The King of Sontar
By John Dorney
Starring Tom Baker & Louise Jameson
The Doctor and Leela are pulled into events on Dowcra base by the Time Lords, where they find a Sontaran War Criminal General Strang… He’s an elite Sontaran like no other… An entire battle fleet in one body! Strang is using the base to hatch a whole army of Sontaran clones made in his mould, and plans to use a unique space/time portal to conquer the universe, crushing Sontar in his wake…
This story grabs the listener from the very start by throwing them straight into the middle of battle on Dowcra. We witness the arrival of the third elite Sontaran Assassination Squad, determined to bring down the invincible General Strang. But Strang is no ordinary Sontaran.
The idea of a Sontaran War Criminal, who stands over seven-foot tall and is the amalgamation of entire legion of cloned warriors, is superb. With The Time Warrior being one of my earliest memories of Who, I was becoming a little dismayed by their portrayal in recent years. So, I have to thank John Dorney for pulling away from the comic asides or slightly pompous and ridiculous Sontarans of late. Instead, he helps re-establish them as the cruel, violent and informidable race they once were. I only hope this catches on!
Dan Starkey plays Strang. Naturally, he feels a world away from Strax, giving him a deeper harsher tone, which both echoes the past and gives him the grandeur he deserves. The other Sontarans in the piece match the vocal tone so well I initially thought Dan was playing numerous roles. So, credit to them for capturing the same demeanor and sense of the creatures.
I especially liked John Banks turn as Vinhol, a Sontaran who is paired with Leela, after she and The Doctor are separated early on in the story. The relationship that grows between them is lovely. Vinhol’s early indignation of his treatment and near death to being saved by Leela, is eventually forgotten. By the close of the story, you really do believe that there is a rather touching mutual respect between the two warriors from Sontar and the Sevateem.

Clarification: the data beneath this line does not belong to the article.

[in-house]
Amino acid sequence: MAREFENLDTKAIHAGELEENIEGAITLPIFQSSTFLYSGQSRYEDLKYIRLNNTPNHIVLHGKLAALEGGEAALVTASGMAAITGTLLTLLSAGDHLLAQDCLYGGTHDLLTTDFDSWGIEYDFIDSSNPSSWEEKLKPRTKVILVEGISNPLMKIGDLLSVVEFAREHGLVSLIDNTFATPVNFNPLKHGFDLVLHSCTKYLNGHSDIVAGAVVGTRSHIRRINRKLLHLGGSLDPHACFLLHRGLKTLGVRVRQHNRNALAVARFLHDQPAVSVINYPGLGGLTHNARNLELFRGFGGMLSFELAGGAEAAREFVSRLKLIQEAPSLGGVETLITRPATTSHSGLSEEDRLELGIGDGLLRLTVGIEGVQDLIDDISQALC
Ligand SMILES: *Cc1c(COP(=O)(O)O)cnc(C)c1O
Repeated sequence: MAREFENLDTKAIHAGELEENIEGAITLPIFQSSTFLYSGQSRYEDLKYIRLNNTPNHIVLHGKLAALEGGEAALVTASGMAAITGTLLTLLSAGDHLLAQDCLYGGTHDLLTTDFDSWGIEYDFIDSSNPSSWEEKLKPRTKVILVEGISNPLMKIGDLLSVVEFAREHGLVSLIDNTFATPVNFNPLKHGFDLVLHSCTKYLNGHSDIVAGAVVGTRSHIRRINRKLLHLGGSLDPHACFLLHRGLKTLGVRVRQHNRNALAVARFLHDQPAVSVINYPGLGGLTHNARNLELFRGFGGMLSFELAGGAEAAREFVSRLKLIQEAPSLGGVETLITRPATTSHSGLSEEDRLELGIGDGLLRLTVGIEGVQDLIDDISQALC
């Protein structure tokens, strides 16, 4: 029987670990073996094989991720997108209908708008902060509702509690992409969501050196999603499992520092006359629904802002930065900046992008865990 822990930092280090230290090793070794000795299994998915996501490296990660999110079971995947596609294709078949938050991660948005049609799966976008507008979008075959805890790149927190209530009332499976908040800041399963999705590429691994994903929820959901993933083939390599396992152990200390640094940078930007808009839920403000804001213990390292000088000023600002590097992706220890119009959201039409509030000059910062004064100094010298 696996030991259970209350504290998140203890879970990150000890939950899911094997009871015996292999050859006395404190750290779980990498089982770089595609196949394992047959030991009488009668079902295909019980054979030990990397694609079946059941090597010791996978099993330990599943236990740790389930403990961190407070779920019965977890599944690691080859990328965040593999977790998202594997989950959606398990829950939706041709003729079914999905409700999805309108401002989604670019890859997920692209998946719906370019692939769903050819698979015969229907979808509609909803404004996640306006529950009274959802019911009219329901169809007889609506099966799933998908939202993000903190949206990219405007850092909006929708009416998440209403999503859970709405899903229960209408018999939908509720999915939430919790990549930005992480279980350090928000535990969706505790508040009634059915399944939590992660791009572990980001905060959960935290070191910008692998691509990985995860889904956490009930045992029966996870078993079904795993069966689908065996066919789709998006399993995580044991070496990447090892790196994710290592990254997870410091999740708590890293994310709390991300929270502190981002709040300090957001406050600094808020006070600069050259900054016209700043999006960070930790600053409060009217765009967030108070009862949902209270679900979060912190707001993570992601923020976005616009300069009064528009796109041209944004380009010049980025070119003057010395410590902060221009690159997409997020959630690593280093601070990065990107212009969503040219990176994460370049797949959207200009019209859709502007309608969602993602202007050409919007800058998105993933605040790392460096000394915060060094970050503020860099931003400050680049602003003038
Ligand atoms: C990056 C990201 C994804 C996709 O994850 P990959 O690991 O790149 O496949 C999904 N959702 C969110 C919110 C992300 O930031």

On listening to these audios, I am still amazed by just how well Tom Baker and Louise Jameson expertly recreate their characters. You truly are transported back to that TARDIS team from 1977 and yet the depth, truth and growth of the characters beyond the screen is apparent and never more so than here.
Whilst the story certainly whips along at a pace, it remains brutally honest and truthful to the themes and characters we meet. From the death of the Trell at the top of the piece, to Strang’s merciless disposal of the humans who helped him, it builds to a violent and powerful conclusion.
Acting for the Time Lords, The Doctor is intent on stopping Strang and destroying the space-time portal created by Rotaro (which is an excellent return by the wonderful David Collings). His mission once again forces The Doctor to question the need for destruction, when he may be able to alter the hatching Sontaran’s genetics. But the familiar argument we saw in Genesis
is played out and taken to a very different place. This allows for a really wonderful scene between The Doctor and Leela in the stories closing moments, which offers a very interesting and honest exploration of the options offered, and the two characters themselves.